Other Names for this Disease
- Desbuquois dysplasia
- Micromelic dwarfism, narrow chest, vertebral and metaphyseal abnormalities and advanced carpotarsal ossification
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Desbuquois syndrome has been shown to follow an autosomal recessive pattern of inheritance. This means that an individual must have two mutated (changed) copies of the gene that causes the disorder in each of his/her cells. The affected individual inherits one of the mutated genes from each parent; the parents are referred to as carriers. Carriers typically do not display signs and symptoms of an autosomal recessive condition. When two individuals who are carriers have children, with each pregnancy there is a 25% (1 in 4) risk for the child to have the condition, a 50% (1 in 2) risk for the child to be a carrier like each of the parents, and a 25% chance for the child to not be a carrier and not have the condition.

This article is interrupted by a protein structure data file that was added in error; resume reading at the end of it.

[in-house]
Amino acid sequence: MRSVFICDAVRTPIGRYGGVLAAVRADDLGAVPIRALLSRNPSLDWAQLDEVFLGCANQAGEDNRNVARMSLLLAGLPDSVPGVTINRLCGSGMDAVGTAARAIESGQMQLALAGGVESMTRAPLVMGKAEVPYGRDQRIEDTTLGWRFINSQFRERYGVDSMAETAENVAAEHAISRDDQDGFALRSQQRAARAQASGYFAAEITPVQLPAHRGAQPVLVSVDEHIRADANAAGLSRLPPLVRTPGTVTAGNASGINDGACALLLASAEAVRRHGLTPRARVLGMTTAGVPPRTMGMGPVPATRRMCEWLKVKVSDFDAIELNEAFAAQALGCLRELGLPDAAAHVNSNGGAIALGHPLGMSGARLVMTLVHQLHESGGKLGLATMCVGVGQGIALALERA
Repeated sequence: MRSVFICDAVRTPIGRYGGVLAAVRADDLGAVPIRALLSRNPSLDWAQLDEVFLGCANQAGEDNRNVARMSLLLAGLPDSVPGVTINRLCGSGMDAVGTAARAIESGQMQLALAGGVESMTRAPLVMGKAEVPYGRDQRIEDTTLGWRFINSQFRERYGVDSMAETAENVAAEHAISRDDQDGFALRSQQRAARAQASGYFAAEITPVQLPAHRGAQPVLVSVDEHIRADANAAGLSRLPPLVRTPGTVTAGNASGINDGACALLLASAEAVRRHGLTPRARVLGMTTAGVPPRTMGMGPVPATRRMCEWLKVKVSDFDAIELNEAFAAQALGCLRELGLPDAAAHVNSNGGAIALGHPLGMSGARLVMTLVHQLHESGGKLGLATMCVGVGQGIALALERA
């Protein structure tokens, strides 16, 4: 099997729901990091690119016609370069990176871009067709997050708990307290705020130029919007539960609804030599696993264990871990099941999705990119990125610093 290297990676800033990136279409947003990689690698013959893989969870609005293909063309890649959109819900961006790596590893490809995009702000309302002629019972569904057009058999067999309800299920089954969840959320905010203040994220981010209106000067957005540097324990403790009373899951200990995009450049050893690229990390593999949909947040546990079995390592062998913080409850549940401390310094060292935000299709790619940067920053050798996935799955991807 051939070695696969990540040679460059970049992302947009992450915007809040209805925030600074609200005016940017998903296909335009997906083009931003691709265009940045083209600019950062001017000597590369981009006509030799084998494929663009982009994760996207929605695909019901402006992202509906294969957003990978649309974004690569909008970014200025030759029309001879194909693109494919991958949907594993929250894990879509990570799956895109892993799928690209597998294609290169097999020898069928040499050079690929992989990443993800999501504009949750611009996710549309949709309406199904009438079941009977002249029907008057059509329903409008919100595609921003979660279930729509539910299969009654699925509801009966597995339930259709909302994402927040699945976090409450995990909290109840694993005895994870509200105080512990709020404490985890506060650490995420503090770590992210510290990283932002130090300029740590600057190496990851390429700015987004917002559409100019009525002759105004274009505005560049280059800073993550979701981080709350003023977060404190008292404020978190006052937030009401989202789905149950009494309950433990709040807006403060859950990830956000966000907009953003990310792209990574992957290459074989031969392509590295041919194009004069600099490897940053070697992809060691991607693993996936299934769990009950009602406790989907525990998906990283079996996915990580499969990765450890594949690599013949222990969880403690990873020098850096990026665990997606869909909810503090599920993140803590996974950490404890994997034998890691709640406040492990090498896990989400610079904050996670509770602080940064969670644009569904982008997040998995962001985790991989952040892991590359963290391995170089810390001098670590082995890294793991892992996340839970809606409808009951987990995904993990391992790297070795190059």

Last updated: 6/14/2011
- Laurence Faivre and Valerie Cormier-Daire. Debuquois syndrome. Orphanet. February 2005; http://www.orpha.net/data/patho/Pro/en/Desbuquois-FRenPro1631.pdf. Accessed 6/14/2011.